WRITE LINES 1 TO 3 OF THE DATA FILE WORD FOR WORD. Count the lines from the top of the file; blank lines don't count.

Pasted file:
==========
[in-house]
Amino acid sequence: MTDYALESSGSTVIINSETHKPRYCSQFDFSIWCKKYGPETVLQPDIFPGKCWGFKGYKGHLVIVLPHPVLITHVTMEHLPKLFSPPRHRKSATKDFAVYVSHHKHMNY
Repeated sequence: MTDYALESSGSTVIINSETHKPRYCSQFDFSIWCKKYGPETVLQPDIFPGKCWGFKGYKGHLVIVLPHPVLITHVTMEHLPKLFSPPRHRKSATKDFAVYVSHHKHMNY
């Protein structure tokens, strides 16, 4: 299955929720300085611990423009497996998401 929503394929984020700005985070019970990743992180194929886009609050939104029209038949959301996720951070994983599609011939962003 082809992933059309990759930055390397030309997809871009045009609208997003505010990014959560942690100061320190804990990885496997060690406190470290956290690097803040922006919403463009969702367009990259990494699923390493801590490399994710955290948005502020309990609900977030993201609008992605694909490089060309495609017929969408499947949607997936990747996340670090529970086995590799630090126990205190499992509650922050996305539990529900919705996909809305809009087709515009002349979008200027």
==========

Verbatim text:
[in-house]
Amino acid sequence: MTDYALESSGSTVIINSETHKPRYCSQFDFSIWCKKYGPETVLQPDIFPGKCWGFKGYKGHLVIVLPHPVLITHVTMEHLPKLFSPPRHRKSATKDFAVYVSHHKHMNY
Repeated sequence: MTDYALESSGSTVIINSETHKPRYCSQFDFSIWCKKYGPETVLQPDIFPGKCWGFKGYKGHLVIVLPHPVLITHVTMEHLPKLFSPPRHRKSATKDFAVYVSHHKHMNY